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School of Politics, Philosophy, and Public Affairs Meet our Faculty!

Jacob Lewis.Jacob Lewis

Assistant Professor

Office: Johnson Tower 808
Phone: 335-5225
Curriculum vitae


Jacob S. Lewis (Ph.D., University of Maryland) is an Assistant Professor in the School of Politics, Philosophy and Public Affairs at Washington State University. His research centers on African politics and focuses on issues of corruption, conflict, and political psychology. He also studies issues of antisemitism in a comparative perspective, focusing on mechanisms of blame and the role of conspiracy theories and populism. His work has been published in the Journal of Peace Research, Political Psychology, Political Geography, Social Movement Studies, the Journal of Conflict Resolution, Politics, Nations and Nationalism, and Political Studies Review. His work has been supported by the Carnegie Corporation of New York, U.S. Agency for International Development, the Anti-Defamation League, and more.

Professor Lewis current oversees two large post-conflict peacebuilding projects in Zimbabwe and Ghana and maintains an active connection with the world of public policy and international development. One of his core goals is to help prepare undergraduate and graduate students for meaningful and fulfilling careers in applied politics and policy, and he integrates this into his teaching and broader pedagogy. Before beginning his life as an academic, he managed democratization and post-conflict stabilization programs across Africa as well as in Afghanistan. He loves alpine skiing, coffee, and cats.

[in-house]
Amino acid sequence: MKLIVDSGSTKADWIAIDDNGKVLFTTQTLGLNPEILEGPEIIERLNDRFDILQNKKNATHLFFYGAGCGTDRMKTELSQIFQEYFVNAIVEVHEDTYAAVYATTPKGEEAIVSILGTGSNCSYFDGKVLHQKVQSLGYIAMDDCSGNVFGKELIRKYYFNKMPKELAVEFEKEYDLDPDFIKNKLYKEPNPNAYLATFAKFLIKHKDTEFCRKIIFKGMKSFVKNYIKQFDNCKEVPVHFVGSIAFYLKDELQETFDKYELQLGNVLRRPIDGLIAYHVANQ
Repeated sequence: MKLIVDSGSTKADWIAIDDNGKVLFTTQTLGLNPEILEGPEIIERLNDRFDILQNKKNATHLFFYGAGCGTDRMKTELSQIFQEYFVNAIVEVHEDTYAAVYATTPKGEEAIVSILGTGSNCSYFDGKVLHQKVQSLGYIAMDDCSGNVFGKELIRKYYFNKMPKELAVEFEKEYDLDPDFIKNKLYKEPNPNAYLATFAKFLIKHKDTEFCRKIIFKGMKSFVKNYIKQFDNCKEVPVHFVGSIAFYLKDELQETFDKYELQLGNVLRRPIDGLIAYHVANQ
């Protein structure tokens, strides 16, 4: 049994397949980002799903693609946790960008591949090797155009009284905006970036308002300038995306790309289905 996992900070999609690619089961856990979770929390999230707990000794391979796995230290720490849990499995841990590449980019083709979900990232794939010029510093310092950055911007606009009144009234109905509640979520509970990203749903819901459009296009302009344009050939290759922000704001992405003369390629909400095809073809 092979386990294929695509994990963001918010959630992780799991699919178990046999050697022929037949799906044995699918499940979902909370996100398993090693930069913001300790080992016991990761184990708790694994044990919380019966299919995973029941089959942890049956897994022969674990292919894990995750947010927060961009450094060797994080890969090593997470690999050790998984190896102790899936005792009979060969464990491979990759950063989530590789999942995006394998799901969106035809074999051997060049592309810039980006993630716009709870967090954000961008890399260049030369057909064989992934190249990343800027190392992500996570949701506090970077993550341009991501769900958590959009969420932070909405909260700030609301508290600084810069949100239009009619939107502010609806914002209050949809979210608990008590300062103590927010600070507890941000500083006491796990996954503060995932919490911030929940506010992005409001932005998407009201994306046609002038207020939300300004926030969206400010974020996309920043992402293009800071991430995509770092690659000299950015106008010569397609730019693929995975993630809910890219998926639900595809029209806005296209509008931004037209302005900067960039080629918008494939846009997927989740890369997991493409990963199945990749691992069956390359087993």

Research Interests
African politics, social movements, conflict processes, political psychology, social trust, antisemitism, conspiracy theories.

Recent publications

“Antisemitic Hate Crime Exposure and Foreign Policy Preferences.” (2023) Contemporary Jewry. With Ayal Feinberg.

“Repression, backlash, and the duration of protests in Africa.” (2023) Journal of Peace Research. With Brandon Ives

“What determines support for separatism? Evidence from Biafra, Nigeria.” (2022) Nations and Nationalism.

“Proximate exposure to conflict and the spatiotemporal correlates of social trust in Africa.” (2022) Political Psychology. With Sedef Topal.

“Repression and bystander mobilization in Africa” (2022) Social Movement Studies.

“Territorial origins of center-seeking and self-determination claims in Africa.” (2021) Political Geography, 94. With Mike Widmeier.

“Signals, strongholds, and support: political party protests in South Africa.” (2021) Politics, 41(2): 189-206.

“Corruption Perceptions and Contentious Politics in Africa: How Different Types of Corruption Have Shaped Africa’s Third Wave of Protest.” (2021) Political Studies Review, 19(2): 227-244. WINNER: Political Studies Review’s best article of 2021.

“From Rallies to Riots: Why Some Protests Become Violent.” (2020) Journal of Conflict Resolution, 64(5), 958–986. With Brandon Ives.

“The role of trust in mobilization and nonviolent discipline: evidence from civil resistance in Africa”. International Center on Nonviolent Conflict. (2021) Available online: